• The bill includes an age-weighted tax credit ranging between $2,000 and $4,000 (capped at $14,000 for a family), for the purchase of state-approved, major medical health insurance and unsubsidized COBRA coverage. The credits would be available in full to those making $75,000 per year ($150,000 for joint filers), phasing out by $100 for every additional $1,000 in income. However, to be eligible an individual must not have access to government health insurance programs or an offer from any employer. In addition, amounts contributed to a Qualified Small Employer Health Reimbursement Arrangement (QSEHRA) would reduce the subsidy.
  • The individual mandate would be effectively repealed (the penalty is reduced to zero) retroactively. The replacement would be a “continuous coverage” requirement beginning in 2019 under which an individual who goes longer than 63 days without continuous health coverage will be assessed a flat 30% late enrollment surcharge on top of the base premium for 12 months.

…and the key omissions:

  • The cap on the tax exemption for employer-sponsored health care plans has been dropped. Leaked draft legislation included a cap at the 90th percentile of current premiums, but was subject to much criticism.
  • Employers may be rejoicing at the prospect of the demise of 1095 reporting, but that may be premature. Any ACA replacement is likely to include employer reporting of coverage so that the IRS knows who has coverage. The bill indicates reporting will be required for tax credits starting in 2020.

We will issue more guidance and updates as we receive more information.



Update #6: ACA Lives On – Employers Should Stay Their Course
03.24.17 – By Dipa N. Sudra

Republicans have announced that their ACA replacement bill, known as the American Health Care Act (see our previous advisory), has been pulled from a vote, after determining they may not have enough votes to pass the bill.  It is unclear whether or when  a replacement bill will be issued. 

Employers should continue to comply with the ACA, as its provisions (including the employer mandate and associated reporting) remain the law for the foreseeable future. Contact your DWT attorney for more information on ACA compliance.



Update #7: ACA Market Stabilization Rules Finalized; Cost-Sharing Next Hurdle
04.20.17 – By Jeff Belfiglio

The Trump Administration has issued final market stabilization rules designed to keep insurers in the individual health insurance Marketplaces. The rules are virtually the same as the proposed rules described in our Update #4. Perhaps the most noticeable change resulting from the rules’ implementation will be that the enrollment period for 2018 will be shortened to November 1-December 15, 2017. (States that run their own exchanges, like Washington, California, and New York, can supplement the enrollment period.)

The agencies that collaborated on the rules expressed the hope that the rules will “help stabilize premiums over time, increase issuer participation, and ultimately provide consumers with more coverage options ... thereby attracting more young and healthy enrollees into plans.” After the proposed rules were published, the effort to “repeal and replace” the ACA seemingly has reached impasse, making the long-term viability of the Marketplaces even more important. Insurers are now looking for assurances that the Trump Administration will continue to pay cost-sharing subsidies while litigation over them continues. Discontinuance of the subsidies alone would cause an average estimated 19 percent increase in premiums, according to the Kaiser Family Foundation.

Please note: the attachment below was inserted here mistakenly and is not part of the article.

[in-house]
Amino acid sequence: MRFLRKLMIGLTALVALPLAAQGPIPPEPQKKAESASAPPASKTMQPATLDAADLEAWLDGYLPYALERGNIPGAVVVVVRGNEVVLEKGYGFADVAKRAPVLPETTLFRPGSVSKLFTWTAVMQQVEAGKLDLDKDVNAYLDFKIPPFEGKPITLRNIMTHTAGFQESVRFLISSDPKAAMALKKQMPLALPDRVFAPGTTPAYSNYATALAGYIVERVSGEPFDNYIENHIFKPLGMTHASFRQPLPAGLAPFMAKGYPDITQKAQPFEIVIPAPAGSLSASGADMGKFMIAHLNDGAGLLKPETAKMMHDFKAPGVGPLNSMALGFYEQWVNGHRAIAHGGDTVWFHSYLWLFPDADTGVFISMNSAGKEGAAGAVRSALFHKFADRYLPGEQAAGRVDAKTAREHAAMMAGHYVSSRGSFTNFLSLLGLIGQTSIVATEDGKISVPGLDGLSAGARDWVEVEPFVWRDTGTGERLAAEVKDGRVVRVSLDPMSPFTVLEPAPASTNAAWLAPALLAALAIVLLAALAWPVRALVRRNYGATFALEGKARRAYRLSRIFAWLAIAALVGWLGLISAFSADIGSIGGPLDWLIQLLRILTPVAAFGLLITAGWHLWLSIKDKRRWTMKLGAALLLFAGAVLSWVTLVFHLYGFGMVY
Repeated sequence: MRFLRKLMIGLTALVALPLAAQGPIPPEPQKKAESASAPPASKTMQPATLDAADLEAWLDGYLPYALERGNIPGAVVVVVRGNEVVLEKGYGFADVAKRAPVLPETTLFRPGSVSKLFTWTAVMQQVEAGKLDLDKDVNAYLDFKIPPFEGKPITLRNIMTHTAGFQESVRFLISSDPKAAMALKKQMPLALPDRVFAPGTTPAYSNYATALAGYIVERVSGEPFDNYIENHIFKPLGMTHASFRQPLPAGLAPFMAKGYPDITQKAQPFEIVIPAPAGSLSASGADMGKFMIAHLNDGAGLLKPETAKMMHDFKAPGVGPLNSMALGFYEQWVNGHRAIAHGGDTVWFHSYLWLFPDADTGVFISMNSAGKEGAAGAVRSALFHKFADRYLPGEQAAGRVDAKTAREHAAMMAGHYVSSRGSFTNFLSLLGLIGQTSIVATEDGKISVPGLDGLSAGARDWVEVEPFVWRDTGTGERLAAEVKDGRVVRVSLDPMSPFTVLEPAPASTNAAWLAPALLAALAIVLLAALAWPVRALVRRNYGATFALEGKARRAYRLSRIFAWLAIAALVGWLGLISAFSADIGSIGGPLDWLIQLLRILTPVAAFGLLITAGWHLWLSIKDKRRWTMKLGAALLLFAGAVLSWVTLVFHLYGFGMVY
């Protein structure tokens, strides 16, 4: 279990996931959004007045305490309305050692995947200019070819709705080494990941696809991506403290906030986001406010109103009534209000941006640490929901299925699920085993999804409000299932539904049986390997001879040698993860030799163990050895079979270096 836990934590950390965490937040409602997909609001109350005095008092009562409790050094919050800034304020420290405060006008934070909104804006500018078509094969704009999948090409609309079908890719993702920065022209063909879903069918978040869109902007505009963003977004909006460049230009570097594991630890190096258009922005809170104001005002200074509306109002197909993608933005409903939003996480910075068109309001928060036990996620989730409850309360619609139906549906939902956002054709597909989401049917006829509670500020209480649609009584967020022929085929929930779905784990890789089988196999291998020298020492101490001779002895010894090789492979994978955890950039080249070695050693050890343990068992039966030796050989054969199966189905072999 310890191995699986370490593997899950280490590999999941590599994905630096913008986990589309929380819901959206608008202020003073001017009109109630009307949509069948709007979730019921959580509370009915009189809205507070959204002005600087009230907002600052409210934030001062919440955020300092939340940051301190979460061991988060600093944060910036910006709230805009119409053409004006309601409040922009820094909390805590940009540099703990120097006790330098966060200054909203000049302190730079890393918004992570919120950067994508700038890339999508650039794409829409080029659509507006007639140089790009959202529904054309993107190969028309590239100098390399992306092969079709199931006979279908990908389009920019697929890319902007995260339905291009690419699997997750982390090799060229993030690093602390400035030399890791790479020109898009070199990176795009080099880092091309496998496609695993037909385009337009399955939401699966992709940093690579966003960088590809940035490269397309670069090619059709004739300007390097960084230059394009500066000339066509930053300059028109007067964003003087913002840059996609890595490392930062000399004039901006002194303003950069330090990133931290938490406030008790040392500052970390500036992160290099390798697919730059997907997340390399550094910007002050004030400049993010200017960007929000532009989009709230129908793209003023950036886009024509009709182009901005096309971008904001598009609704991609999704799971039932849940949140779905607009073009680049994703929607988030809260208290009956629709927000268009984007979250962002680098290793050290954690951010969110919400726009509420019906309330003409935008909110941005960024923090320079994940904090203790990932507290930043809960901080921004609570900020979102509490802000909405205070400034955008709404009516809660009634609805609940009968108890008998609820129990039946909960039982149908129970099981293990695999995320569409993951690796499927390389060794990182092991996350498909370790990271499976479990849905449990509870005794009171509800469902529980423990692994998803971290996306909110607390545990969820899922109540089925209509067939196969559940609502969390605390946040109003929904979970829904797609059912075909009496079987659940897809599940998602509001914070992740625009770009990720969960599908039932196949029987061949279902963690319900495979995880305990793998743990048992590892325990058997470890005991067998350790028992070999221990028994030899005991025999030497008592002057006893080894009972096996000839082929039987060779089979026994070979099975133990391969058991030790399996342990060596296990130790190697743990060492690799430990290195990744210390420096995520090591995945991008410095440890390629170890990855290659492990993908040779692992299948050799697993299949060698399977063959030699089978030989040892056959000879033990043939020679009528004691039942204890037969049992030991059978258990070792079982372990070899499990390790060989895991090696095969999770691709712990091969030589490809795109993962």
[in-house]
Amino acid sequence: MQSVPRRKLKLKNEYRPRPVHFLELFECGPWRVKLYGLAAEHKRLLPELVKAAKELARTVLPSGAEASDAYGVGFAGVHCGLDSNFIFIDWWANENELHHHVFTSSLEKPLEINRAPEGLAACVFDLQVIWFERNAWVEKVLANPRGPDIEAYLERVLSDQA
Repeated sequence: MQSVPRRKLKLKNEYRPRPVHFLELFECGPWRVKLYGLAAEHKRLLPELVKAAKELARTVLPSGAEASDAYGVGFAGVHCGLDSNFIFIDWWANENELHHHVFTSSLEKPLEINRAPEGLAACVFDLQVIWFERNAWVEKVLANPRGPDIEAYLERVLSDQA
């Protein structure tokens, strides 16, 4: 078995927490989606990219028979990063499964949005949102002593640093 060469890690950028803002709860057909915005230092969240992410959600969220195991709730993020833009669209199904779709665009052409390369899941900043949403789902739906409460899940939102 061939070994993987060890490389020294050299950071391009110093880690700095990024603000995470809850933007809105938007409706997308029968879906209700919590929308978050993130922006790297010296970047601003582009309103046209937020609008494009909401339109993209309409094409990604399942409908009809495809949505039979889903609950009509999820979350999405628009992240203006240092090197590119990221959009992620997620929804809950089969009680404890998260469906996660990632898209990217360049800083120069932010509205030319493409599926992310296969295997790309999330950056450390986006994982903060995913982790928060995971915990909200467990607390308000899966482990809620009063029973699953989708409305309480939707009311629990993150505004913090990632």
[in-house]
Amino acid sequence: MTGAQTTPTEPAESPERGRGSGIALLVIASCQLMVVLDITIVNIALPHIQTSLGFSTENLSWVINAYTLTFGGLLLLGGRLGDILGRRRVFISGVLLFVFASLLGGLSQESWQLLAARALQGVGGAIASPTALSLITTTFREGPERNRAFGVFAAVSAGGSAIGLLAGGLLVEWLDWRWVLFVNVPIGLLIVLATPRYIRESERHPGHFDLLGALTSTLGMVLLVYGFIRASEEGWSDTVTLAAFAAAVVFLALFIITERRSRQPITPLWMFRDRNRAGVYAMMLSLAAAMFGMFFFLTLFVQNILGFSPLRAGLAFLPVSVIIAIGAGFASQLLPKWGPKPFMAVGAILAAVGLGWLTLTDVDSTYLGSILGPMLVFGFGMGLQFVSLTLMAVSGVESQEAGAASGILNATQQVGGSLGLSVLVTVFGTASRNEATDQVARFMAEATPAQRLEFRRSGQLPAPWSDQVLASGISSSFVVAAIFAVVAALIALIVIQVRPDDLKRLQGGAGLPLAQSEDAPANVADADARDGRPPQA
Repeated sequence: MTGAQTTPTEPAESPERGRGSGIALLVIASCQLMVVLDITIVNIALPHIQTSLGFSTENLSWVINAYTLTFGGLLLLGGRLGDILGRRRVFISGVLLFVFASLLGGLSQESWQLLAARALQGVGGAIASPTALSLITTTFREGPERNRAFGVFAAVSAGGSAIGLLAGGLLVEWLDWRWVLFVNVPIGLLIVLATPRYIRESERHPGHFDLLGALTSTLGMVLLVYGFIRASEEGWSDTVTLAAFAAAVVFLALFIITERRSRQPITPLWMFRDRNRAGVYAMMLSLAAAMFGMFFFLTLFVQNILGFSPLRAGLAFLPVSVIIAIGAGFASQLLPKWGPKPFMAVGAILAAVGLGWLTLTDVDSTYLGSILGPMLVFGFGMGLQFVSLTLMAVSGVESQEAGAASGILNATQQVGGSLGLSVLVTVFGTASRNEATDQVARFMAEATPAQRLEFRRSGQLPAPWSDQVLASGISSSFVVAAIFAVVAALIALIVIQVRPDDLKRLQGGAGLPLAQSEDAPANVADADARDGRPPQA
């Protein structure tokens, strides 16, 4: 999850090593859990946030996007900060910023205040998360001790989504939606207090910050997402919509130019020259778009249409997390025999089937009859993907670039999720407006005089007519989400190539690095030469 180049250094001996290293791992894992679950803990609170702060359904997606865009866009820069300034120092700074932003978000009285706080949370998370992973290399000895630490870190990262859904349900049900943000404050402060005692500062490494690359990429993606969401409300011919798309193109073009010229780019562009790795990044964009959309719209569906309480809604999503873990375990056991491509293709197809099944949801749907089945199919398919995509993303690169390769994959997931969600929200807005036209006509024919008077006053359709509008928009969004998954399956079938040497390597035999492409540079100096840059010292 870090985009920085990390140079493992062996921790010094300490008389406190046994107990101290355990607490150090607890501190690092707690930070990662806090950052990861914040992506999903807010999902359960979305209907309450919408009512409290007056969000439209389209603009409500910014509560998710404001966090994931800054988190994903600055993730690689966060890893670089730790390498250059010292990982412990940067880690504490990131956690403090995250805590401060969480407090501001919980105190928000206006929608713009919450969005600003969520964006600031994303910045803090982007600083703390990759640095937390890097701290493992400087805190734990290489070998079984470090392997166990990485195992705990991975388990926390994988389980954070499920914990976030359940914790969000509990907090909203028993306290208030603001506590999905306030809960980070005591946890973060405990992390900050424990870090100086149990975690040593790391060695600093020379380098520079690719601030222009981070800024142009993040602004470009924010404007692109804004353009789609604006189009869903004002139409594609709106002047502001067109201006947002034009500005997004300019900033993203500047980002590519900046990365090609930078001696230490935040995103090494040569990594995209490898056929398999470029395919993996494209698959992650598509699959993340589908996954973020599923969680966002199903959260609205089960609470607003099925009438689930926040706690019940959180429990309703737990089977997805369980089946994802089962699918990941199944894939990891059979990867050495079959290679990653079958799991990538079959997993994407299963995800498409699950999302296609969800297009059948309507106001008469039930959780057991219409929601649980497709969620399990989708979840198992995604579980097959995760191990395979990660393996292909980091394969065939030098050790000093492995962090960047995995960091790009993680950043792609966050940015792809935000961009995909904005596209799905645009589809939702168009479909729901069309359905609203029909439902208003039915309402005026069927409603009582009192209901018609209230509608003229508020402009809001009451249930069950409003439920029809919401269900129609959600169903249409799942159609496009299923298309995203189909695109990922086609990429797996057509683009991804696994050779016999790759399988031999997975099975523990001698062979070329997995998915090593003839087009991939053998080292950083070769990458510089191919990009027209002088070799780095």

Update #8: American Health Care Act Passed by House May Revive Annual and Lifetime Limits in Self-Insured Employer Plans
05.11.17 – By Amy Hwang and Jeff Belfiglio

On May 4, the House Republicans narrowly passed the American Health Care Act (AHCA). Except for effective dates, the provisions impacting employers were generally unchanged (see our previous advisory). One major change to the original bill is that individual states would be permitted to apply for a waiver from several existing ACA regulations. A state waiver could allow coverage to be offered without all of the currently required “essential health benefits.” While this was mainly intended to offer flexibility in the state insurance market, it may indirectly allow self-insured employers to impose annual and lifetime benefit limits.

The ACA only allows annual and lifetime limits in group health plans for benefits that are not “essential health benefits.” Under current regulations, self-insured employer plans can use any state’s benchmark essential health benefits package for this purpose, regardless of where the employer is located, but those state standards do not vary significantly. The AHCA opens up the possibility that some states could obtain waivers that significantly reduce the scope of “essential health benefits,” starting in 2020. If this provision is enacted into law, this could provide self-insured employers throughout the country an opportunity to redesign their plans, by adopting a particular state’s narrow benchmark package, and re-imposing limits on any benefit that state does not deem essential.

The bill now moves to the Senate for consideration, where it is expected to undergo significant change. A working group led by Senate Majority leader Mitch McConnell (R-KY) has already been formed.